3. For jump and other instructions, a particular line in the source code must be identified.  To do this, we place a label beginning in character position 1 of the source code line.  The label can be of any length and must begin with an alphabetic character.  The remaining characters can be alphabetic or numeric.  The underscore character ( _ ) is fine, but other punctuation marks should be avoided.  Use a colon (:) at the end of the label.  Obviously, labels should be meaningful and contribute to the readability of the source code.  For more on ZASM label definitions, click here.

After the source code has been properly prepared , follow this procedure to assemble, load, and run a program in the WhippleWay Emulator.

  1. Link to the ZASM assembler here.
  2. Check the following options:
    1. Output: Intel Hex
    2. Option: --8080: limit instructions to the Intel 8080 cpu.
    3. Option: --asm8080: use 8080 assembler syntax. implies --casefold.
    4. Change the file type option from "Custom Files" to "All Files".  (This is a bit of a nuisance, since "asm" is not a custom file type as we would expect.  "txt" is a "Custom Files" type and could be used for the assembly file type to avoid having to change this each time.)
  3. Click on "Source Choose File".  Navigate to and select the assembly source file.
  4. Click on "Assemble"
  5. Following an unsuccessful assembly, a list of error messages with line numbers will appear.  This will usually provide information to make corrections (debug the program). 
  6. If assembly is successful, "Your Result Files:" will appear and include links to the source file (asm), the generated Intel HEX file (hex), and list file (lst) that provides details of the assembled file.
  7. Open the hex file with Notepad++.  Select the entire text and copy it.
  8. Switch to the WhippleWay Emulator.  Delete any text in the green bordered, programming box and paste in the assembled hex code.
  9. Click the "Load Hex" button and the program will be loaded into the emulator's memory.
  10. Click "Reset" and "Run" to execute the program.

This may seem like a lot of work, but you will soon agree that it is a great improvement over hand coding and loading.  With a little set up and getting "used to", the procedure will go fast.  For instance, set Notepad++ as the default editor for "asm" and "hex" files.  Use the "Alt Tab" keyboard keys to switch between Notepad++, the WhippleWay Emulator, and the ZASM assembler.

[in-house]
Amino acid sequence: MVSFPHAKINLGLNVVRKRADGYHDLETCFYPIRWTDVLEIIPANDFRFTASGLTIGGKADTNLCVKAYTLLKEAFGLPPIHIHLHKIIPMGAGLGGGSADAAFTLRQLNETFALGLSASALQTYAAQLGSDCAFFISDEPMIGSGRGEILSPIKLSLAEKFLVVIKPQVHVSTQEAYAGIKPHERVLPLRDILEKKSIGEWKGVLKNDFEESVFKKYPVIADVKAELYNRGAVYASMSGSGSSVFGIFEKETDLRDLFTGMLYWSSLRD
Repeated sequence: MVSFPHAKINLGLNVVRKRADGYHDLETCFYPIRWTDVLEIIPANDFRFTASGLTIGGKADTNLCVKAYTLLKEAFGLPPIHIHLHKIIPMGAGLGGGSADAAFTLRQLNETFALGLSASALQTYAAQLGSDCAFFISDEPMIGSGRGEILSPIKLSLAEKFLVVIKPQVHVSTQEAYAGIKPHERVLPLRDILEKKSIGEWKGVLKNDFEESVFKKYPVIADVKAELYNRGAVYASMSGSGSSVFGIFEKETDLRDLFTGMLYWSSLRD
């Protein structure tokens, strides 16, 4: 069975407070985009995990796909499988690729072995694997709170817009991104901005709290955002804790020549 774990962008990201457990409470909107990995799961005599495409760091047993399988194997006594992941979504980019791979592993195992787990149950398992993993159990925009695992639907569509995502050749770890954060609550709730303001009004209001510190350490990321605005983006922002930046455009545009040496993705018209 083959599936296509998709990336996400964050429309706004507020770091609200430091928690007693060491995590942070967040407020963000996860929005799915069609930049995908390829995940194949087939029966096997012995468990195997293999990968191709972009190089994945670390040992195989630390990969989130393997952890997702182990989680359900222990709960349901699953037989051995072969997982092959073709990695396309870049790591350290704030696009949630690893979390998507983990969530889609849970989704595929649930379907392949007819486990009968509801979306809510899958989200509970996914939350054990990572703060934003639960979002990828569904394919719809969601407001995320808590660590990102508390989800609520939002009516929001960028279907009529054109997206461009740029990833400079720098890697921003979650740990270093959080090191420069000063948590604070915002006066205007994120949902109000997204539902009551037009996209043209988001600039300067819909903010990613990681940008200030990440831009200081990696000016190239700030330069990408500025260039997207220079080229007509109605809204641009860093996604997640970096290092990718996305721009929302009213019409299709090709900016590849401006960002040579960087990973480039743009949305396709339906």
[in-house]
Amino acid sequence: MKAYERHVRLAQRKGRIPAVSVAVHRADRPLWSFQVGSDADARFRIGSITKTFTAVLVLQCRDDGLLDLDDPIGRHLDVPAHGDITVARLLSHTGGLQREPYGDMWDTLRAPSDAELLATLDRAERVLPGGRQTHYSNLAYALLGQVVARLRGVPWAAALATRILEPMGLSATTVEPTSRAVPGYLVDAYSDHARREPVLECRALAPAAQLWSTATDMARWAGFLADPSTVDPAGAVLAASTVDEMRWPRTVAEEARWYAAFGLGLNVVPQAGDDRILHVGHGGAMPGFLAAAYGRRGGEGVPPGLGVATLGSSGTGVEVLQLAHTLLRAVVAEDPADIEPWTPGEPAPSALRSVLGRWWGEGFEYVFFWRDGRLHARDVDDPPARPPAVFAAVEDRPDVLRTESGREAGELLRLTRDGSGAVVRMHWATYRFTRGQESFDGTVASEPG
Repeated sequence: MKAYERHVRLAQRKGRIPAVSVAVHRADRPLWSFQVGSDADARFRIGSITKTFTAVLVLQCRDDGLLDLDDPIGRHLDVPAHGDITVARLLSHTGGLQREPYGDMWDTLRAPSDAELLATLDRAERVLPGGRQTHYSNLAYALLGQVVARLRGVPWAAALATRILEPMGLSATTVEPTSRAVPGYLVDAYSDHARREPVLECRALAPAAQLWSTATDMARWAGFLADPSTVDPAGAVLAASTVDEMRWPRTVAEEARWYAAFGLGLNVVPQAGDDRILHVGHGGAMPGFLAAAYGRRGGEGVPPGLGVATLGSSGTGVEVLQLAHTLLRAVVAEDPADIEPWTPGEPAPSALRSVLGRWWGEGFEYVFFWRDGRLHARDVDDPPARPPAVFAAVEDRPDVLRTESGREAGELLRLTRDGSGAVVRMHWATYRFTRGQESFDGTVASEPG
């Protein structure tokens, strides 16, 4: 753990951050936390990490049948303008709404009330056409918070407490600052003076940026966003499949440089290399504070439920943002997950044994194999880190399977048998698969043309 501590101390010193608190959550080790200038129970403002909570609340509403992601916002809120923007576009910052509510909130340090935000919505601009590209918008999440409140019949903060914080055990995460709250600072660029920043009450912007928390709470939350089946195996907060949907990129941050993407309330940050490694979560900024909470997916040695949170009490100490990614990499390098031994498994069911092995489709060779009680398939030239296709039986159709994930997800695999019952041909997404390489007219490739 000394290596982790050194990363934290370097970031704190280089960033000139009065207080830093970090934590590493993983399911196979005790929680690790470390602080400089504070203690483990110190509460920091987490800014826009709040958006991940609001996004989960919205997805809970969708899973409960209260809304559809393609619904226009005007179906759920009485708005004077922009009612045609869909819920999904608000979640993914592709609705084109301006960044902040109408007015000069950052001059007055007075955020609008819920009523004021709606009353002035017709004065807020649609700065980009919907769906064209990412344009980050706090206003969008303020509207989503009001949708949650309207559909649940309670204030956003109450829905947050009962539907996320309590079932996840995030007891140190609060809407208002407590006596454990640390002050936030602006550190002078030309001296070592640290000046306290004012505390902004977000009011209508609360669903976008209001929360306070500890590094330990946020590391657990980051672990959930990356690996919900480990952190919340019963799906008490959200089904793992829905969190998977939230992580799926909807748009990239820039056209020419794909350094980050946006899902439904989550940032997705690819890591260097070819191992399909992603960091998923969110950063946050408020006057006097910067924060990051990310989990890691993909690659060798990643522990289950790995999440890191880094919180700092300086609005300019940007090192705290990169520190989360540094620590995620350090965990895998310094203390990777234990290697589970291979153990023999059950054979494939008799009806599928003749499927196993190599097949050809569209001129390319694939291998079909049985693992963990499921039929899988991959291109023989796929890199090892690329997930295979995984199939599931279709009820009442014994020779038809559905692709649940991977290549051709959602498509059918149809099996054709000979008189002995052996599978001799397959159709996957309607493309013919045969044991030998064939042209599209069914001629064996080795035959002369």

Now back to the first example.

Try it!

Note: Rather than use an inline version of the Front Panel 8080 from this point on, opening a new window works better.  Click here and then return to this page.

Example 1.  Terminal input/output provides a good example of how to use a WAIT-DO LOOP.  The code below outputs a character typed on the RDT.

RDT Echo Program

A common way for external devices to communicate with the processor is through a pair of I/O ports, one for status and the other for data.  The status port is read using an IN instruction to determine if the device has data ready for receiving or is able to accept data for sending.  The data port is then used to receive data with an IN instruction or send data using an OUT instruction. 

The WAIT condition code is highlighted in yellow.  The DO code sequence is highlighted in green.  

Recall that the Intel 8080 IN and OUT instructions can address up to 256 I/O ports.  For the RDT, the status port is 1 and data port is 2.  Rather than use the numeric values directly in the IN/OUT instructions, we use the ZASM EQU pseudo instruction to define constant values using the labels STATUS and DATA.  This serves two purposes. First, using descriptive words helps make the code self-documenting, which could prove useful when later revisiting the code or if another person is studying the code.  Second, should the status or data port change, we would only have to make the change once in EQU statements.  Note that we also labeled constant values for the input status mask (INMASK) and the output status mask (OUTMASK).

The RDT keyboard status bit is D7.  When this bit is zero, a keyboard character is available for input.  The ANI mask to test D7 is INMASK whose value is 0b10000000 (line 14).  The JNZ instruction (line 15) loops until a zero in bit D7 (data available) is detected, then the IN statement is executed loading the keyboard character into the A register (line 16).